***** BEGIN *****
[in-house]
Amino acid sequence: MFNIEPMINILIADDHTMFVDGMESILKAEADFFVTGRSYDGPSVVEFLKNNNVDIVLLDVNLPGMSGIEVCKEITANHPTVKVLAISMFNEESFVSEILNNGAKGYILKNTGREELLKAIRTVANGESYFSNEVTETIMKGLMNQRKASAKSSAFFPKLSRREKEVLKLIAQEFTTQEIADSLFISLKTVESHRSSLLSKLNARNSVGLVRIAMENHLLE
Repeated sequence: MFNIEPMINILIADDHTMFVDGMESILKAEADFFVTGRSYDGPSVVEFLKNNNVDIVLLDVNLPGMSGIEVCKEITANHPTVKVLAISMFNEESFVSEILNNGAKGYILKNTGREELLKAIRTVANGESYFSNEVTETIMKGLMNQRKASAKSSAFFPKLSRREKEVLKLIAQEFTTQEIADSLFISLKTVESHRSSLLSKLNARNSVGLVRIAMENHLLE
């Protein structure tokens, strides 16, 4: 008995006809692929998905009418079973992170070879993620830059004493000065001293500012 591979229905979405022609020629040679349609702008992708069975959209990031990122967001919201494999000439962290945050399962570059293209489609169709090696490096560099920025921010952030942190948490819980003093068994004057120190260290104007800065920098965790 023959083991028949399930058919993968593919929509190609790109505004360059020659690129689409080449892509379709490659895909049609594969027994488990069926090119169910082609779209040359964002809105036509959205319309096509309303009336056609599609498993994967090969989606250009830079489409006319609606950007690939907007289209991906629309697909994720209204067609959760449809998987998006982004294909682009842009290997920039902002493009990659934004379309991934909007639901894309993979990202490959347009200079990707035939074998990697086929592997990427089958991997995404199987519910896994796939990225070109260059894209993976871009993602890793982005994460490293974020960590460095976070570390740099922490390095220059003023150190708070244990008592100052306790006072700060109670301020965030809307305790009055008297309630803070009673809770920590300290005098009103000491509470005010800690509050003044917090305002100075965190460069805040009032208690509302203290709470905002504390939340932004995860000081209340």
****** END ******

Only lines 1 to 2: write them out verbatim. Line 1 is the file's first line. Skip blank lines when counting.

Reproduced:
[in-house]
Amino acid sequence: MFNIEPMINILIADDHTMFVDGMESILKAEADFFVTGRSYDGPSVVEFLKNNNVDIVLLDVNLPGMSGIEVCKEITANHPTVKVLAISMFNEESFVSEILNNGAKGYILKNTGREELLKAIRTVANGESYFSNEVTETIMKGLMNQRKASAKSSAFFPKLSRREKEVLKLIAQEFTTQEIADSLFISLKTVESHRSSLLSKLNARNSVGLVRIAMENHLLE